That cost is, I suspect, one reason why Peter’s resurrection faith keeps wavering. Peter is afraid of what his risen Lord is calling him to do. So Peter closes his eyes and his ears and his heart. He tries to go back to fishing. When he suspects Christ is standing right in front of him, he is afraid to ask.
This happens to us too.
We know Christ, crucified and risen. We meet Christ in the breaking of the bread. We meet Christ when we gather in his name. We meet Christ at work in the world around us. In those times, we are filled with resurrection faith.
And then, for whatever reason, we lose our nerve or our focus. Suddenly we cannot see Christ clearly. We doubt, and we struggle. It seems like Christ is absent. Even if we think we may be seeing Christ right in front of us, we are unsure, and we are afraid to ask.
It is perverse good news that even the most impressive apostles of the first generation had times of doubt and struggle just like we sometimes do.
But the real good news of this morning is that Christ does not leave the apostles there. When Peter’s resurrection faith ebbs, Christ appears to him. Christ feeds him. Christ talks to him. Christ enables Peter to see and to know the risen Lord once again.
That is Christ’s promise to us too. Even in the hard times, we continue to listen for a word from Christ because we know that Christ will speak. We continue to look for Christ even when we have trouble seeing him because we know that Christ is there. That hope keeps us going when our own resurrection faith begins to waver.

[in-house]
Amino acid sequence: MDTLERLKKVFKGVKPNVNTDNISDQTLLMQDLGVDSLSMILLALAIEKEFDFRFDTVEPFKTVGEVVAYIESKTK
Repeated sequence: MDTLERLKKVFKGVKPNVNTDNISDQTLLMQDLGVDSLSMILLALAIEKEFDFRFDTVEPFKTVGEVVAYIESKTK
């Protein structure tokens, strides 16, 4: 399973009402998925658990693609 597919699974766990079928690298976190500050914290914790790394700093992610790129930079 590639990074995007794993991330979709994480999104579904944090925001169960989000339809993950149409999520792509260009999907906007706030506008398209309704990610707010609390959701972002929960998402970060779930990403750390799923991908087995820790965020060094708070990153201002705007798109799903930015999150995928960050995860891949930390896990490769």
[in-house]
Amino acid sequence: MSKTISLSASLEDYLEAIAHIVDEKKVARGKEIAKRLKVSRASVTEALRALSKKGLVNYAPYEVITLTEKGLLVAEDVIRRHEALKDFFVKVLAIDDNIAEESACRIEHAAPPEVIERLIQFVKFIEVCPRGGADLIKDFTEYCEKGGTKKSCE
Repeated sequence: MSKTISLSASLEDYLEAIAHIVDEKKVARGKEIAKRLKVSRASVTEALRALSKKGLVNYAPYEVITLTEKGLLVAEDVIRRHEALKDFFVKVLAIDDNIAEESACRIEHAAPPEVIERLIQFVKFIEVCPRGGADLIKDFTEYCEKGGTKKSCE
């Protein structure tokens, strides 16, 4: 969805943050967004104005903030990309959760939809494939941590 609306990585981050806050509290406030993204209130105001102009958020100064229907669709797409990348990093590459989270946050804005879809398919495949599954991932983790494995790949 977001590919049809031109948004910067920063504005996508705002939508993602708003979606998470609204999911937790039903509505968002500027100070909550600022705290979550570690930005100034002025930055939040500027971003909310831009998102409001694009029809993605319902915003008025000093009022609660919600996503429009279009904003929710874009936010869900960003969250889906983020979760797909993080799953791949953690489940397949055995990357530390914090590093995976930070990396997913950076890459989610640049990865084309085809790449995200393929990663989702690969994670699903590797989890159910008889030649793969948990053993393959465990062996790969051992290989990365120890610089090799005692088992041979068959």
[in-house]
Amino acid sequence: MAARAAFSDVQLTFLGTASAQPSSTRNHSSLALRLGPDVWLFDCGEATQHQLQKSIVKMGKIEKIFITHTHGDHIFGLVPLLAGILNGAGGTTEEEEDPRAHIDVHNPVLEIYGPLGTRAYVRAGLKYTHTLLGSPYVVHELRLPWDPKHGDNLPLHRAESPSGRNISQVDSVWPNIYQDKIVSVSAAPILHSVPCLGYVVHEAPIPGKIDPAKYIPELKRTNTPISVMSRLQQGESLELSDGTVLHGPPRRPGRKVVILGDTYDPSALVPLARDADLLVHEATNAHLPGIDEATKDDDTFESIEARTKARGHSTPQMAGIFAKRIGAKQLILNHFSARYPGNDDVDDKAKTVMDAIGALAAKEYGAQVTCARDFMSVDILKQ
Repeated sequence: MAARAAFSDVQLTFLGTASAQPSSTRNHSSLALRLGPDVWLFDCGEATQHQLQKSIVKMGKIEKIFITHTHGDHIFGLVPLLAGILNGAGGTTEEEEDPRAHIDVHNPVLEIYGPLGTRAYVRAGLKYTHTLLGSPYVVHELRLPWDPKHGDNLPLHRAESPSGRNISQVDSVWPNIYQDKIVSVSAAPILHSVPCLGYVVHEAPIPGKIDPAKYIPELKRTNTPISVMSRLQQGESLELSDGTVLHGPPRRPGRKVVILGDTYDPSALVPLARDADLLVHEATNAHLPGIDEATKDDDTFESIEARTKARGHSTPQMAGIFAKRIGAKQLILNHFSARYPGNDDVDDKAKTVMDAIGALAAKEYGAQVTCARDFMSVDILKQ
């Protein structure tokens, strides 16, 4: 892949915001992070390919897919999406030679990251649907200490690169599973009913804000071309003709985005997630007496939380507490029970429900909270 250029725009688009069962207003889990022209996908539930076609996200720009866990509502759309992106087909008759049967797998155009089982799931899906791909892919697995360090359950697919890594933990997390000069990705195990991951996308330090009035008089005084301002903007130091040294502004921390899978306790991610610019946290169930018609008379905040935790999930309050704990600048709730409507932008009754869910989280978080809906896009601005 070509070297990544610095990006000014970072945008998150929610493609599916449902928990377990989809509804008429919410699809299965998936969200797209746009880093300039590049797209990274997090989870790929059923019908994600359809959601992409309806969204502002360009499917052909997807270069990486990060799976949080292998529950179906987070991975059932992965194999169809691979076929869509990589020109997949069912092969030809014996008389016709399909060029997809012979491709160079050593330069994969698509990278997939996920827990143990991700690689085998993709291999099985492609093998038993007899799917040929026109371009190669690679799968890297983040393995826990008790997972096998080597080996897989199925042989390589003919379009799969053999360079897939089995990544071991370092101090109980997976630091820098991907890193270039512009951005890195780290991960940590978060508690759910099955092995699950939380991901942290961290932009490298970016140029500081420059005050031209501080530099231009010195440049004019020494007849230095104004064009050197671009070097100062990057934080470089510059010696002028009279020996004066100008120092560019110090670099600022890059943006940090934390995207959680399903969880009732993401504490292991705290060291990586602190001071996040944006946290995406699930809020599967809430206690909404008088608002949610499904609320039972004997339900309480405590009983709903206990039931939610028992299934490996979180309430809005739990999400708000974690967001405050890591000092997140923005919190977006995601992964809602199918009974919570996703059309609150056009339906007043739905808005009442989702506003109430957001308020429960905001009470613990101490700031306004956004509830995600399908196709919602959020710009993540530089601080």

But there is more good news in our gospel reading. When Peter tries to go back to his old life as a fisherman, he fails. Peter and the others do not catch any fish. And the reason for their failure is that they are not fisherman any more. Their time with Jesus has changed them, even if they cannot see it in the moment. Like it or not, they have become disciples of our Lord Jesus Christ.
That is true for us too. Over time, living with Christ changes us. We may not notice the changes as they happen. When our resurrection faith wavers, we may doubt that we have changed at all. And yet life with Christ transforms us into disciples, whether or not we are consciously aware it. Thanks be to God for that!
Here is another piece of good news. We can help each other.
When Peter fails to recognize Jesus, the beloved disciples helps him to see. The beloved disciple tells him that the man on the beach that day is the risen Lord.
We can do the same for each other.
Sometimes we struggle to see. But sometimes it is our brother or sister who struggles. In those times, we are called to speak like the beloved disciple. In those times, we are called to point to the Christ who stands right in front of us. In those times, we are called to testify to the truth of resurrection faith.
But the best news is that, despite the challenges in the life of discipleship, Christ promises us joy.
Sometimes we suffer. But in the end, resurrection faith enables us to make the words of our Psalm our own. In the end, we too can say to Christ, “you have turned my wailing into dancing; you have put off my sackcloth and clothed me with joy. Therefore my heart sings to you without ceasing; O Lord my God, I will give you thanks for ever.”
And so, on this third Sunday of Easter, I again give thanks to God for the gift of Jesus Christ, for the possibility of resurrection faith, and for the invitation to live into the joy of Christ. Alleluia, alleluia! Amen.